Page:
Pre-Petition Capital Contributions: The Road to Equitable Treatment in Bankruptcy

Friday, January 1st, 1999 at 12:00 am by Jonathan A. Carson
Jonathan A. Carson, Pre-Petition Capital Contributions: The Road to Equitable Treatment in Bankruptcy, 1999 Colum. Bus. L. Rev. 403

Pre-petition infusions of capital into a financially-troubled business are oftentimes crucial to the entity’s potential return to a healthy existence, yet the treatment of these cash inflows in the bankruptcy context can be dangerously uncertain. When an equity holder of a business contributes cash to the distressed entity prior to bankruptcy, the contributor is assuming an increased risk in the failure of the organization; however, to date, the contributor has not been afforded any increased protection once inside the bankruptcy arena. This Article introduces the capital-contribution dilemma, examines the current treatment of this unknown class of claims or interests inside bankruptcy, and concludes that certain pre-petition capital infusions belong separately classified between general unsecured debt and equity within the Bankruptcy Code’s priority scheme. Realizing that only Congressional action could effectuate such a change in bankruptcy law, the Article suggests a vehicle by which bankruptcy courts could reach the same result without rewriting the Code. This Article begins with the preliminary analysis a bankruptcy court undertakes in determining the nature of this new capital. In particular, courts consider various factors in deciding whether the infusion represents debt or equity, and this analytical process will be presented and examined in Section I. Section II introduces the broad structure of the Code’s priority scheme and the question of whether there is a position for capital contributions on the existing distribution chain. In addition, this Section will examine four states’ Corporation Codes – namely, those of Delaware, New York, Illinois and California – to determine whether applicable non-bankruptcy law considers the treatment of capital contributions.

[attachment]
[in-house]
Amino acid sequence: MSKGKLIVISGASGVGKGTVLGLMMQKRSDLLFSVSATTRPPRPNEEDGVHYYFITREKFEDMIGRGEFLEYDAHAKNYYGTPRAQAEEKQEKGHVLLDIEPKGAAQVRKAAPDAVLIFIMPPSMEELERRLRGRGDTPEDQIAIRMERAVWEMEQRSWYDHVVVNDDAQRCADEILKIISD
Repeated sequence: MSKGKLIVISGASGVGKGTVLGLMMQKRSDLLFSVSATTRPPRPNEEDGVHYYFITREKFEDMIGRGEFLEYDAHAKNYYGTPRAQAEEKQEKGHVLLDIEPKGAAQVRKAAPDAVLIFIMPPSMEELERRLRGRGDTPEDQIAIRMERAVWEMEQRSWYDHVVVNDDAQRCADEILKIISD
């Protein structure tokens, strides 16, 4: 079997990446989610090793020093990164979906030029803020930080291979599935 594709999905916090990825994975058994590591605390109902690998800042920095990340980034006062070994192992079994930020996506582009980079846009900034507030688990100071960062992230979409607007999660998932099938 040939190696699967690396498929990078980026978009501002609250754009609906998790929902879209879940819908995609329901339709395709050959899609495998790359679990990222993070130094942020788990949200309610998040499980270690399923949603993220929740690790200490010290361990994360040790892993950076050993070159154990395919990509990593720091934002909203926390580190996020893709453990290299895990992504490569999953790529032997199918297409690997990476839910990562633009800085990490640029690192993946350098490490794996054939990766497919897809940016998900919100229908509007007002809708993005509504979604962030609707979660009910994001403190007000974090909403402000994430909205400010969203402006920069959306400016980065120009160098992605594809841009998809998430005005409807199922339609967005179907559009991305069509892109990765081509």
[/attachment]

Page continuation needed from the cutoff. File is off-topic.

Author Information

The author is an associate in the Bankruptcy/Workouts Department at Kirkland & Ellis in Chicago.